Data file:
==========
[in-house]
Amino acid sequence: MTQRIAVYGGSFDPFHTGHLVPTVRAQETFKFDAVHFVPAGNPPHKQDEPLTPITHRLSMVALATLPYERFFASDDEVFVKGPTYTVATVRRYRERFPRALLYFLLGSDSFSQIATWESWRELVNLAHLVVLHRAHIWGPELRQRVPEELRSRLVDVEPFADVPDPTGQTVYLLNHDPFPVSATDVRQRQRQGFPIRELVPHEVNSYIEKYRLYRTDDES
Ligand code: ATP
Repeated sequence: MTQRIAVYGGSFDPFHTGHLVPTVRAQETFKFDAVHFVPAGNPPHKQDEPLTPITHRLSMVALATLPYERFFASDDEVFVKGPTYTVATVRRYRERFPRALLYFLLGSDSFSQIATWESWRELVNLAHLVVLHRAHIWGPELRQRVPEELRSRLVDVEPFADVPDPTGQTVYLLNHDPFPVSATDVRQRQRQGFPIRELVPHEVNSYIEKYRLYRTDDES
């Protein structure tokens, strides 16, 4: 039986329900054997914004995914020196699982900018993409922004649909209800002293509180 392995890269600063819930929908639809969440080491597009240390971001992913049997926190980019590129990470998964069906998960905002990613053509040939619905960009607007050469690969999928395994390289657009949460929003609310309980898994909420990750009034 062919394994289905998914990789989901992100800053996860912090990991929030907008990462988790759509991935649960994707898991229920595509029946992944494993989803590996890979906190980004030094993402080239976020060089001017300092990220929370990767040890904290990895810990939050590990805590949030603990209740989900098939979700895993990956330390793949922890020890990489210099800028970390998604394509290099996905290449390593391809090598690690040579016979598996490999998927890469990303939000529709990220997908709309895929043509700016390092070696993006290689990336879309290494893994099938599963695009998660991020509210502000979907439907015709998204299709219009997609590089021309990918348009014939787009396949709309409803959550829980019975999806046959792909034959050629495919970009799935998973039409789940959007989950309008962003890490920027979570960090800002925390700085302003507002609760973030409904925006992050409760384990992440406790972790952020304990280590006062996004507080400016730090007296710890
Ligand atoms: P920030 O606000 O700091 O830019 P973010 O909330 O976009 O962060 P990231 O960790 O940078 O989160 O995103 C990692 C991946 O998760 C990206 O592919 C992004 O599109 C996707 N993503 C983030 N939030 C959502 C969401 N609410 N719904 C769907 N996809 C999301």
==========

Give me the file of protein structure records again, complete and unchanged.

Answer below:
[in-house]
Amino acid sequence: MTQRIAVYGGSFDPFHTGHLVPTVRAQETFKFDAVHFVPAGNPPHKQDEPLTPITHRLSMVALATLPYERFFASDDEVFVKGPTYTVATVRRYRERFPRALLYFLLGSDSFSQIATWESWRELVNLAHLVVLHRAHIWGPELRQRVPEELRSRLVDVEPFADVPDPTGQTVYLLNHDPFPVSATDVRQRQRQGFPIRELVPHEVNSYIEKYRLYRTDDES
Ligand code: ATP
Repeated sequence: MTQRIAVYGGSFDPFHTGHLVPTVRAQETFKFDAVHFVPAGNPPHKQDEPLTPITHRLSMVALATLPYERFFASDDEVFVKGPTYTVATVRRYRERFPRALLYFLLGSDSFSQIATWESWRELVNLAHLVVLHRAHIWGPELRQRVPEELRSRLVDVEPFADVPDPTGQTVYLLNHDPFPVSATDVRQRQRQGFPIRELVPHEVNSYIEKYRLYRTDDES
């Protein structure tokens, strides 16, 4: 039986329900054997914004995914020196699982900018993409922004649909209800002293509180 392995890269600063819930929908639809969440080491597009240390971001992913049997926190980019590129990470998964069906998960905002990613053509040939619905960009607007050469690969999928395994390289657009949460929003609310309980898994909420990750009034 062919394994289905998914990789989901992100800053996860912090990991929030907008990462988790759509991935649960994707898991229920595509029946992944494993989803590996890979906190980004030094993402080239976020060089001017300092990220929370990767040890904290990895810990939050590990805590949030603990209740989900098939979700895993990956330390793949922890020890990489210099800028970390998604394509290099996905290449390593391809090598690690040579016979598996490999998927890469990303939000529709990220997908709309895929043509700016390092070696993006290689990336879309290494893994099938599963695009998660991020509210502000979907439907015709998204299709219009997609590089021309990918348009014939787009396949709309409803959550829980019975999806046959792909034959050629495919970009799935998973039409789940959007989950309008962003890490920027979570960090800002925390700085302003507002609760973030409904925006992050409760384990992440406790972790952020304990280590006062996004507080400016730090007296710890
Ligand atoms: P920030 O606000 O700091 O830019 P973010 O909330 O976009 O962060 P990231 O960790 O940078 O989160 O995103 C990692 C991946 O998760 C990206 O592919 C992004 O599109 C996707 N993503 C983030 N939030 C959502 C969401 N609410 N719904 C769907 N996809 C999301």